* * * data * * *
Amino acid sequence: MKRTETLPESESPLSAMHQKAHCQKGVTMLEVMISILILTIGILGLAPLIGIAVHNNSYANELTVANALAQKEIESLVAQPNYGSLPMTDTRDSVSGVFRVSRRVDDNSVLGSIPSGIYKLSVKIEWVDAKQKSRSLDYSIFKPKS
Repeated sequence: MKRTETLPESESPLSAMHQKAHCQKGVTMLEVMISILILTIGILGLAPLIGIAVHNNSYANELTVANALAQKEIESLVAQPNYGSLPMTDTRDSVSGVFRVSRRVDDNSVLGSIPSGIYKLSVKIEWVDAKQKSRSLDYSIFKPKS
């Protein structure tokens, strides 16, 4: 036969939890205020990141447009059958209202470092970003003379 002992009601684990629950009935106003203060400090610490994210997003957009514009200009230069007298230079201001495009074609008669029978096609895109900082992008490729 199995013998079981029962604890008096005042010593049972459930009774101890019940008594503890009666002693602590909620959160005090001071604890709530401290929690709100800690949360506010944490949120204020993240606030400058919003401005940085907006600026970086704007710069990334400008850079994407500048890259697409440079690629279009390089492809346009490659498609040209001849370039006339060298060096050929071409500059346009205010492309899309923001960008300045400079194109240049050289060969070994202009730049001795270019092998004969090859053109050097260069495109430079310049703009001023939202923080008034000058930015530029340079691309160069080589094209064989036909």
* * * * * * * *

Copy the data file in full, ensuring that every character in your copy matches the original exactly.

Amino acid sequence: MKRTETLPESESPLSAMHQKAHCQKGVTMLEVMISILILTIGILGLAPLIGIAVHNNSYANELTVANALAQKEIESLVAQPNYGSLPMTDTRDSVSGVFRVSRRVDDNSVLGSIPSGIYKLSVKIEWVDAKQKSRSLDYSIFKPKS
Repeated sequence: MKRTETLPESESPLSAMHQKAHCQKGVTMLEVMISILILTIGILGLAPLIGIAVHNNSYANELTVANALAQKEIESLVAQPNYGSLPMTDTRDSVSGVFRVSRRVDDNSVLGSIPSGIYKLSVKIEWVDAKQKSRSLDYSIFKPKS
């Protein structure tokens, strides 16, 4: 036969939890205020990141447009059958209202470092970003003379 002992009601684990629950009935106003203060400090610490994210997003957009514009200009230069007298230079201001495009074609008669029978096609895109900082992008490729 199995013998079981029962604890008096005042010593049972459930009774101890019940008594503890009666002693602590909620959160005090001071604890709530401290929690709100800690949360506010944490949120204020993240606030400058919003401005940085907006600026970086704007710069990334400008850079994407500048890259697409440079690629279009390089492809346009490659498609040209001849370039006339060298060096050929071409500059346009205010492309899309923001960008300045400079194109240049050289060969070994202009730049001795270019092998004969090859053109050097260069495109430079310049703009001023939202923080008034000058930015530029340079691309160069080589094209064989036909």